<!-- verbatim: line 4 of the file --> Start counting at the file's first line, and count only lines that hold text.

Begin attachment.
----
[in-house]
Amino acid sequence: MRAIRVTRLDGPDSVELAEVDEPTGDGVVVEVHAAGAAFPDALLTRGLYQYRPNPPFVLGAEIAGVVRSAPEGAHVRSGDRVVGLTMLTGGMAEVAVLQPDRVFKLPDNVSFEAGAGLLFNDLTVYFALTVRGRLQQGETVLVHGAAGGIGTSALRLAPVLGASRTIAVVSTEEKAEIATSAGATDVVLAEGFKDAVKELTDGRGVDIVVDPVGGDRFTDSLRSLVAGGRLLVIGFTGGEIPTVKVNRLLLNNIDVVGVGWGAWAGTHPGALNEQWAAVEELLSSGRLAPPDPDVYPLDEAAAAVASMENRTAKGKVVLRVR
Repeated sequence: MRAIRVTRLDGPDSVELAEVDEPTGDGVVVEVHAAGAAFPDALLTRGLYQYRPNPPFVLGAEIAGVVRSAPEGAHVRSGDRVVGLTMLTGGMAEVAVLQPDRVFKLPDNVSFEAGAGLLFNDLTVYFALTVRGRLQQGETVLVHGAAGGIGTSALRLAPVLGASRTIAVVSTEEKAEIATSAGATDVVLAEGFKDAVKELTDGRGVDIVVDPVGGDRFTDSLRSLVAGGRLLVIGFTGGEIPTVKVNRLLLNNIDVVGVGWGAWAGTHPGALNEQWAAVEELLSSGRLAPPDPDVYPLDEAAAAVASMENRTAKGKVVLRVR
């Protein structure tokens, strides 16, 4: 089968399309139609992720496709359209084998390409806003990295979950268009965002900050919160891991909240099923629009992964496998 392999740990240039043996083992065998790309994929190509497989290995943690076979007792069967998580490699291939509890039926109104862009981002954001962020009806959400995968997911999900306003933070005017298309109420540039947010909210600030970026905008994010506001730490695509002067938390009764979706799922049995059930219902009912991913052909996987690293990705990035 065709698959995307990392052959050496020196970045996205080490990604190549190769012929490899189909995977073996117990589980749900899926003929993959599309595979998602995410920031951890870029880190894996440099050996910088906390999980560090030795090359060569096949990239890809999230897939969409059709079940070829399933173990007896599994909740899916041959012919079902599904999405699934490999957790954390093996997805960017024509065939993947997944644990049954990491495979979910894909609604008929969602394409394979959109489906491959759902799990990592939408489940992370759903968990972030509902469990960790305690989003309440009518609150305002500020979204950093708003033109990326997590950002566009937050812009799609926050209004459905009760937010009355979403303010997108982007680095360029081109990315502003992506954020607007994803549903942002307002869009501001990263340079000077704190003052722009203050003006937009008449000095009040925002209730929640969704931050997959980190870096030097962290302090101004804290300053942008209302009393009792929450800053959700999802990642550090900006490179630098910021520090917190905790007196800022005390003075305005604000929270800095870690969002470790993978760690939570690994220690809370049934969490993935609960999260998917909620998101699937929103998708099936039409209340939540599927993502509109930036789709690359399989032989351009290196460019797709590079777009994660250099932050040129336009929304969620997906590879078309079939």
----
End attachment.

């Protein structure tokens, strides 16, 4: 089968399309139609992720496709359209084998390409806003990295979950268009965002900050919160891991909240099923629009992964496998 392999740990240039043996083992065998790309994929190509497989290995943690076979007792069967998580490699291939509890039926109104862009981002954001962020009806959400995968997911999900306003933070005017298309109420540039947010909210600030970026905008994010506001730490695509002067938390009764979706799922049995059930219902009912991913052909996987690293990705990035 065709698959995307990392052959050496020196970045996205080490990604190549190769012929490899189909995977073996117990589980749900899926003929993959599309595979998602995410920031951890870029880190894996440099050996910088906390999980560090030795090359060569096949990239890809999230897939969409059709079940070829399933173990007896599994909740899916041959012919079902599904999405699934490999957790954390093996997805960017024509065939993947997944644990049954990491495979979910894909609604008929969602394409394979959109489906491959759902799990990592939408489940992370759903968990972030509902469990960790305690989003309440009518609150305002500020979204950093708003033109990326997590950002566009937050812009799609926050209004459905009760937010009355979403303010997108982007680095360029081109990315502003992506954020607007994803549903942002307002869009501001990263340079000077704190003052722009203050003006937009008449000095009040925002209730929640969704931050997959980190870096030097962290302090101004804290300053942008209302009393009792929450800053959700999802990642550090900006490179630098910021520090917190905790007196800022005390003075305005604000929270800095870690969002470790993978760690939570690994220690809370049934969490993935609960999260998917909620998101699937929103998708099936039409209340939540599927993502509109930036789709690359399989032989351009290196460019797709590079777009994660250099932050040129336009929304969620997906590879078309079939």